I don't care who asks, I don't care who is being asked. Whatever one's background, linguistic difficulties, accents, fashion accessories, facial hair, hats, whatever - no one should have to put up with such an imposing and offensive interrogation in the name of personal curiosity. Those questions are never worthwhile, or useful, or respectful. They promote another form of Otherizing that no citizen of a modern democratic republic should tolerate.

However, the easiest and most logical way to dissuade people from asking these questions is for people of color to simply never answer them in any way, under any circumstances. That's it.

Those who answer the question, even with a quick, snarky answer, only add validity to these unneeded interrogations. If asked, say nothing. An example:

Racist Questioner: "Hey, I was wondering. What are you?"

You: "Goodbye."

Real easy. No reason to waste your time, or give in to someone who doesn't see you as human anyway.

9/11/2006 03:02:00 AM  
Anonymous Adam said...

I understand somewhat where you're coming from James, but aren't you ever curious where someone grew up? How their experience or their community is different from yours?

I just can't think that being curious about someone's background is inherently racist thinking.

9/11/2006 09:46:00 AM  
Blogger James said...

"I just can't think that being curious about someone's background is inherently racist thinking." - Adam

Sorry, Adam. To act on that curiosity remains inherently racist. No exceptions.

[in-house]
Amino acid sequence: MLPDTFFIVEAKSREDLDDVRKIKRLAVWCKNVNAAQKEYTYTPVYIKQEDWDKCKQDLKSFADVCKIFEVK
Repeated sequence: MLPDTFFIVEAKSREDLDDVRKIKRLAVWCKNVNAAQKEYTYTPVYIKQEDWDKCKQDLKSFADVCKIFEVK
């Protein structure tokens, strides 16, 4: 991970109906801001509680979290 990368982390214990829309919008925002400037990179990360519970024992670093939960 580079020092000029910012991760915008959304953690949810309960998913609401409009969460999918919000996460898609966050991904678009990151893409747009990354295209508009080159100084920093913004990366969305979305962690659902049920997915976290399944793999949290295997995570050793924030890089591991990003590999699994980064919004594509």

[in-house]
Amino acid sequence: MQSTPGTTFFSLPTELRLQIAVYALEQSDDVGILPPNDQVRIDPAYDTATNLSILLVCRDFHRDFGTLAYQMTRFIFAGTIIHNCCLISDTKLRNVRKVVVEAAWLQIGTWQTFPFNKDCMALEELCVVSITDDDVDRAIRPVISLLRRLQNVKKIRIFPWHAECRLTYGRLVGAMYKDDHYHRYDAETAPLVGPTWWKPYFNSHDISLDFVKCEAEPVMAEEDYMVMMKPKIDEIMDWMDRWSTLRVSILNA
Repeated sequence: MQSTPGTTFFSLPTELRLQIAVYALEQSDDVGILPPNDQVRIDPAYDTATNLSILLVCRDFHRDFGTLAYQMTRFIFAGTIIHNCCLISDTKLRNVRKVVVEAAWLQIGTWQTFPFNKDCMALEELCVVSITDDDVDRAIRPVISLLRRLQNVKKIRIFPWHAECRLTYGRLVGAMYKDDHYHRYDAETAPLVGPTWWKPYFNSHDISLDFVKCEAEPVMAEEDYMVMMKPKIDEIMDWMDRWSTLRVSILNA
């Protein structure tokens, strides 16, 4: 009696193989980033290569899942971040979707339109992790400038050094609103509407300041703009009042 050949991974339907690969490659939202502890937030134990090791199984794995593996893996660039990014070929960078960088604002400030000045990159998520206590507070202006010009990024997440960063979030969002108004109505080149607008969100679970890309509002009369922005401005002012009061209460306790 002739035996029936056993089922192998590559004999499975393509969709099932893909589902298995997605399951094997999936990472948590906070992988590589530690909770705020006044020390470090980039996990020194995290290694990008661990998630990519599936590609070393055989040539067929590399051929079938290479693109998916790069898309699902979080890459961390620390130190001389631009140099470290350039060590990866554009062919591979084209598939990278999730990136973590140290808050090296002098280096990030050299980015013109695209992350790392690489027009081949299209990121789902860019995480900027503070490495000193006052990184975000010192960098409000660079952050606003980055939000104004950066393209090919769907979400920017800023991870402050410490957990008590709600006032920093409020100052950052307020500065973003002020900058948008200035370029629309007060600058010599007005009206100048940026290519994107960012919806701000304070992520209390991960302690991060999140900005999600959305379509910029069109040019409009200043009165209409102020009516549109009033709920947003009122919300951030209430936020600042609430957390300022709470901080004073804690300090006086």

Bottom line: no person of color (or anyone for that matter) should feel obligated to satisfy someone else's improper curiosity. To ask questions like "Where are you from?" and "What are you?" the interrogator implies the following:

Person X is not like me, therefore Person X's basic humanity is in question until I learn more information. Still, no matter what I learn, Person X is not like me, because I felt it necessary to ask, and therefore will always remain less human than I.

These questions are not benign, and citizens in modern multicultural democratic republics should know better than to ask such racist questions in the first place.

9/11/2006 11:42:00 AM  
Anonymous Anonymous said...

This past summer I was in Guatemala and never once did I walk down a street without being called China or Chinita.

But that didn't bother me as much as this conversation I had with another extranjero(from the states, like me, but White, unlike me).

Him: So where are you from?
Me: The states. That's why my English is the same as yours.
Him: Oh, no no! I mean where are you from!
Me: I've already answered that. I live in California.
Him: (seemingly frustrated because I'm "misunderstanding" him) No, I mean, like for example, my wife (points to his wife across the room for emphasis) is Japanese. I'm wondering which brand of Asian that you...
Me: Bought? Which Asian I decided to pick up at the mall?
Him: (flustered) Hehe..... No, I meant...you know what I mean...
Me: (tired of engaging but not smart enough to walk away) I'm Filipina.
Him: Oh I never would've guessed that!
Me: (my face is not particularly ambiguous, most people immediately can tell or accept that I'm filipina, so this conversation was getting weird enough for me that the masochistic part of me couldn't leave) What would you have guessed?